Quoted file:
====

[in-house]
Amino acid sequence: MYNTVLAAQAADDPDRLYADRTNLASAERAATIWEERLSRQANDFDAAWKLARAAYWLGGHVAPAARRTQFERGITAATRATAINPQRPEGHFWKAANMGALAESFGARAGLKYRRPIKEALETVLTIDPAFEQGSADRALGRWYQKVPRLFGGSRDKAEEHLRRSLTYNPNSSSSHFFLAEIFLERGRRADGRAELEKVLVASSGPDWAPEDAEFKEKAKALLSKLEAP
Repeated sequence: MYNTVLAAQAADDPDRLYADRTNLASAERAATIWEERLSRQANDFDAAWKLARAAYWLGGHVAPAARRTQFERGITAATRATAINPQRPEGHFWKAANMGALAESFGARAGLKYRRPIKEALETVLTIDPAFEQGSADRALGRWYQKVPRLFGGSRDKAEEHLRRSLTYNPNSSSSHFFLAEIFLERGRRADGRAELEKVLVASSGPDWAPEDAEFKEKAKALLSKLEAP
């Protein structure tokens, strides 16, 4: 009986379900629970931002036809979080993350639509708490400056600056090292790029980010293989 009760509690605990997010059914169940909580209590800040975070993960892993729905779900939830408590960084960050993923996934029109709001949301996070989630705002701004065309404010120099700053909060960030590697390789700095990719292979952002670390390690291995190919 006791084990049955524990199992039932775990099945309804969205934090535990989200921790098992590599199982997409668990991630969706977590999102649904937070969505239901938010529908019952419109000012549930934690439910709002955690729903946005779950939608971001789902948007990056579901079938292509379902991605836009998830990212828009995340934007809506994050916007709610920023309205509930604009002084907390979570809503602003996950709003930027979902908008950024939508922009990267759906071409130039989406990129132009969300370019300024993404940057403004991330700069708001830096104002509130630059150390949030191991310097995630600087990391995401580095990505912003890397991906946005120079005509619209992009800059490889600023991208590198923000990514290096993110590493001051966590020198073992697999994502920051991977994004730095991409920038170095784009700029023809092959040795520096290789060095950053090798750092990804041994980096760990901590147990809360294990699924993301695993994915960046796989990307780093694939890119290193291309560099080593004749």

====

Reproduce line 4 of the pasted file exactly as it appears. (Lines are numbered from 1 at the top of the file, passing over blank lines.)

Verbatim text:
């Protein structure tokens, strides 16, 4: 009986379900629970931002036809979080993350639509708490400056600056090292790029980010293989 009760509690605990997010059914169940909580209590800040975070993960892993729905779900939830408590960084960050993923996934029109709001949301996070989630705002701004065309404010120099700053909060960030590697390789700095990719292979952002670390390690291995190919 006791084990049955524990199992039932775990099945309804969205934090535990989200921790098992590599199982997409668990991630969706977590999102649904937070969505239901938010529908019952419109000012549930934690439910709002955690729903946005779950939608971001789902948007990056579901079938292509379902991605836009998830990212828009995340934007809506994050916007709610920023309205509930604009002084907390979570809503602003996950709003930027979902908008950024939508922009990267759906071409130039989406990129132009969300370019300024993404940057403004991330700069708001830096104002509130630059150390949030191991310097995630600087990391995401580095990505912003890397991906946005120079005509619209992009800059490889600023991208590198923000990514290096993110590493001051966590020198073992697999994502920051991977994004730095991409920038170095784009700029023809092959040795520096290789060095950053090798750092990804041994980096760990901590147990809360294990699924993301695993994915960046796989990307780093694939890119290193291309560099080593004749």